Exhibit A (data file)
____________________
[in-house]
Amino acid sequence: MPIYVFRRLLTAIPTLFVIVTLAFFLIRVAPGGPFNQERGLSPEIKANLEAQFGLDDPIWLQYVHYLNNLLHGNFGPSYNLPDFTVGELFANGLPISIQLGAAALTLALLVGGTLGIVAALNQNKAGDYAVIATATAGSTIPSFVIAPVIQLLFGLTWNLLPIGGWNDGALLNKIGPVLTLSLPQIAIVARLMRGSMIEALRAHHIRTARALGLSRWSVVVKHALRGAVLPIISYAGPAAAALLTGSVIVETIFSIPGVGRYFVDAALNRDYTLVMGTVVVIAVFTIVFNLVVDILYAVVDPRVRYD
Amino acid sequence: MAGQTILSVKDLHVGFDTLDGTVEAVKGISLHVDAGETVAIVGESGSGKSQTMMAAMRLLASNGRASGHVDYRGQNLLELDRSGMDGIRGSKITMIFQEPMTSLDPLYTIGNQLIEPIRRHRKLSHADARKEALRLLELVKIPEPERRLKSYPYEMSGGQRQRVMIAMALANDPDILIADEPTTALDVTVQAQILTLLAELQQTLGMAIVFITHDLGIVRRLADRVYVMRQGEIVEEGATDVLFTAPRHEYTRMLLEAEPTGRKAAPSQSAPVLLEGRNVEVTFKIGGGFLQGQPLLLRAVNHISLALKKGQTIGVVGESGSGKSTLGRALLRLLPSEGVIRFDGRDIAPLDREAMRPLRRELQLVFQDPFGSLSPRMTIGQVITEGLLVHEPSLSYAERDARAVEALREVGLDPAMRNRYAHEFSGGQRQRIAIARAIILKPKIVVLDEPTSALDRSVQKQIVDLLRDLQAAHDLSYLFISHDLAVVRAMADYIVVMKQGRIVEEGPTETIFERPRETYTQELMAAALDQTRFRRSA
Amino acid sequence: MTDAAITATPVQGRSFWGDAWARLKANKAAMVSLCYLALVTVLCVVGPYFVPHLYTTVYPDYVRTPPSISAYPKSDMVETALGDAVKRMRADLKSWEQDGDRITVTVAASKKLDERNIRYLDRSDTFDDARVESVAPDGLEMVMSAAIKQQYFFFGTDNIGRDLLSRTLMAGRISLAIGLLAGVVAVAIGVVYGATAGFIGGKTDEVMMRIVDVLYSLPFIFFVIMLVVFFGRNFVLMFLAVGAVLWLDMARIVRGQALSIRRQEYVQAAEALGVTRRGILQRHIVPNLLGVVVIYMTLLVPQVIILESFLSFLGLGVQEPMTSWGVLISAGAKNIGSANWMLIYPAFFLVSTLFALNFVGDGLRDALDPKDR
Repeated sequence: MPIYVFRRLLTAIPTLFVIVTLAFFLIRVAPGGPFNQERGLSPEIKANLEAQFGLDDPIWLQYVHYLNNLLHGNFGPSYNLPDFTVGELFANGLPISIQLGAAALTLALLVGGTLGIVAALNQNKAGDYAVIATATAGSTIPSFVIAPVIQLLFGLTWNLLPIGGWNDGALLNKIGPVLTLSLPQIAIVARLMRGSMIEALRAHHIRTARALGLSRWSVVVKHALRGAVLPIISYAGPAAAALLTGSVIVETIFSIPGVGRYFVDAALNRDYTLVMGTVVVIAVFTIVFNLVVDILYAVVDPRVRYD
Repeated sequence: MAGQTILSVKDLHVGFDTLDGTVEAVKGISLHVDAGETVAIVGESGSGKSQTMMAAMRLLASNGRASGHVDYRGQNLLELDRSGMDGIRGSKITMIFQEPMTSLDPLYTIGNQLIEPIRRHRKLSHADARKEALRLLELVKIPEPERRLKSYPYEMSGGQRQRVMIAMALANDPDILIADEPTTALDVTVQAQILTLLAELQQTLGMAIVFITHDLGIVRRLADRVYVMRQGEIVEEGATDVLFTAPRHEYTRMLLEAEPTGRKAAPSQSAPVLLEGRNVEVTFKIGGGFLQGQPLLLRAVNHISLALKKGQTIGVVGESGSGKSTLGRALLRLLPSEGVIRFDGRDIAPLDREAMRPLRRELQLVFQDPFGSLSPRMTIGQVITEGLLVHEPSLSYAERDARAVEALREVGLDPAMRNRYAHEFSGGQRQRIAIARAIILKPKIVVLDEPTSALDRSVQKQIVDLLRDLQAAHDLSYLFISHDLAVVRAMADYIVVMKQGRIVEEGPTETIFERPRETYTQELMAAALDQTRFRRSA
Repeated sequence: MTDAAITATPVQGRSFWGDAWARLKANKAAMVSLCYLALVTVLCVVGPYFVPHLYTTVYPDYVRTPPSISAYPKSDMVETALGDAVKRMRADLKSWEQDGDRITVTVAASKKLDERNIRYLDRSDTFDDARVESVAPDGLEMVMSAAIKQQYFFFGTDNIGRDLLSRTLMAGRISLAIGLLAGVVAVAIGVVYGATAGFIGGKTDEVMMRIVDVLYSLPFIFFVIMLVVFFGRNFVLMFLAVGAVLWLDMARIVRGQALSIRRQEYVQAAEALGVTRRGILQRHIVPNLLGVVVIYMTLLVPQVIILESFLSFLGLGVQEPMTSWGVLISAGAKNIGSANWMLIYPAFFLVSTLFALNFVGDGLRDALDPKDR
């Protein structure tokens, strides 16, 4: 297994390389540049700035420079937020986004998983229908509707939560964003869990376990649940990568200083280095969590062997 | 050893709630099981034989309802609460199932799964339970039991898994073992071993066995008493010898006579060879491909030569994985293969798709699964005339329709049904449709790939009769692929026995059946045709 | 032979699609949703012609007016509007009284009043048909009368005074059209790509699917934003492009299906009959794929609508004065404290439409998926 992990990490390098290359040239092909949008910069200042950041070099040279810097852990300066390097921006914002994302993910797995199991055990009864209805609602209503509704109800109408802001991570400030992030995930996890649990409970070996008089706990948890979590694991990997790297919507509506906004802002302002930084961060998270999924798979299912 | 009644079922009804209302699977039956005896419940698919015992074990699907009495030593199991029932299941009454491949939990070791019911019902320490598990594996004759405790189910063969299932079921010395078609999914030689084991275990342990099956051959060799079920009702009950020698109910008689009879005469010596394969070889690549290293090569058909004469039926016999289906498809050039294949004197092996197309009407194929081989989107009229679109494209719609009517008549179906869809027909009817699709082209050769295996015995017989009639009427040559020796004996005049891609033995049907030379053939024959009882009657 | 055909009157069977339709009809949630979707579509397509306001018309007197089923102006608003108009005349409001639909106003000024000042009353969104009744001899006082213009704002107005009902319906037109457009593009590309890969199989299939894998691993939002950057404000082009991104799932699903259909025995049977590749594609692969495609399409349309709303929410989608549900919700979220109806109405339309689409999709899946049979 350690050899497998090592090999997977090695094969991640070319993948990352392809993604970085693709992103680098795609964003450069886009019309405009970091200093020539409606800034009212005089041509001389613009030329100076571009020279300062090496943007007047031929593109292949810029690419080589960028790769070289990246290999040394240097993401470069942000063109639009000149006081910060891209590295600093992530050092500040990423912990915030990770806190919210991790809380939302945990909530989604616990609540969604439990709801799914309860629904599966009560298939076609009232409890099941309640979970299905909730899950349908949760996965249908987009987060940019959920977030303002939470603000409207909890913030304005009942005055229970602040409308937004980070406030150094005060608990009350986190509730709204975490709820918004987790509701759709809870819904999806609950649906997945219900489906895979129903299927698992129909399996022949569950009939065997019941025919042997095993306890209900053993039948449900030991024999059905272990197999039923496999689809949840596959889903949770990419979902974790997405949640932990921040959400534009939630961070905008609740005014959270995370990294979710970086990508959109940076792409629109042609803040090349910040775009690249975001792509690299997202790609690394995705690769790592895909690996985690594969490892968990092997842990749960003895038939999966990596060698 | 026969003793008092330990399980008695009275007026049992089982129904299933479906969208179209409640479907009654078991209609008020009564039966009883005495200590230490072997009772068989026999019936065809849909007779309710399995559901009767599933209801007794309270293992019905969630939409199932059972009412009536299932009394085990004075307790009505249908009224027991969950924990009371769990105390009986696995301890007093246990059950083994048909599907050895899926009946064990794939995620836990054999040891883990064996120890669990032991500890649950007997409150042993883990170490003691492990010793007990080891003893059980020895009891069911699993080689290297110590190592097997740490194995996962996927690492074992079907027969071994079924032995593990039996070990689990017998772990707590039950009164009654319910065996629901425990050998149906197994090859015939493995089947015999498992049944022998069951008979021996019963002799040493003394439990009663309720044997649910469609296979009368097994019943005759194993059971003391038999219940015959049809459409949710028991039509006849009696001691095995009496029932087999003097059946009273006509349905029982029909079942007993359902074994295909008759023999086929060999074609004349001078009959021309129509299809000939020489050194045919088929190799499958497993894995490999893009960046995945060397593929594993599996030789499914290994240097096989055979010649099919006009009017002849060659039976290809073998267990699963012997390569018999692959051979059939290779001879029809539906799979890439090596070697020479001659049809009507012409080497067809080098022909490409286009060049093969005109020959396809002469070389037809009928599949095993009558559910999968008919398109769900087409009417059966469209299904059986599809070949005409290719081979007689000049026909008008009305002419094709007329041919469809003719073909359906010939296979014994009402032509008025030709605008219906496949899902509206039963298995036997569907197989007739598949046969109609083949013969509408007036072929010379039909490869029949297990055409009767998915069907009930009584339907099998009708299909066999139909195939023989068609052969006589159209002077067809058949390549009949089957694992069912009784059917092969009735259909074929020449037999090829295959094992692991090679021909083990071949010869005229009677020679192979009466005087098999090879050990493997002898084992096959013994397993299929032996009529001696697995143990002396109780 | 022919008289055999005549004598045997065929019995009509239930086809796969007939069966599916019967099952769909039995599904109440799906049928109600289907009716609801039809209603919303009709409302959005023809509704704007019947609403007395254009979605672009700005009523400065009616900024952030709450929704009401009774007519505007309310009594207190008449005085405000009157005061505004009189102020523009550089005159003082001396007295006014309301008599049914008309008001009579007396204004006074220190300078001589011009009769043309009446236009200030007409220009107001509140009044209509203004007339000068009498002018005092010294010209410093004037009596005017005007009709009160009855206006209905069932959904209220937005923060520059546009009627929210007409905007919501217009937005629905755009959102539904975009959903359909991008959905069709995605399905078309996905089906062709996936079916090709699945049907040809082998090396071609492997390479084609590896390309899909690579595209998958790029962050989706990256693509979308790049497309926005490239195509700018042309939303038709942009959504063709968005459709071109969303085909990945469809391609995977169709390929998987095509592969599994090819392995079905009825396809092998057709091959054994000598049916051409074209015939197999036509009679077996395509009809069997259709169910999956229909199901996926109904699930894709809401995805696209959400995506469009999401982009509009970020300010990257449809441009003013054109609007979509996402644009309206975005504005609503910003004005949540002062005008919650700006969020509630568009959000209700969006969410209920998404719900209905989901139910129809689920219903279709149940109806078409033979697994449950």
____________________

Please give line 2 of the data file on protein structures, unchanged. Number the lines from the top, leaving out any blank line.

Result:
Amino acid sequence: MPIYVFRRLLTAIPTLFVIVTLAFFLIRVAPGGPFNQERGLSPEIKANLEAQFGLDDPIWLQYVHYLNNLLHGNFGPSYNLPDFTVGELFANGLPISIQLGAAALTLALLVGGTLGIVAALNQNKAGDYAVIATATAGSTIPSFVIAPVIQLLFGLTWNLLPIGGWNDGALLNKIGPVLTLSLPQIAIVARLMRGSMIEALRAHHIRTARALGLSRWSVVVKHALRGAVLPIISYAGPAAAALLTGSVIVETIFSIPGVGRYFVDAALNRDYTLVMGTVVVIAVFTIVFNLVVDILYAVVDPRVRYD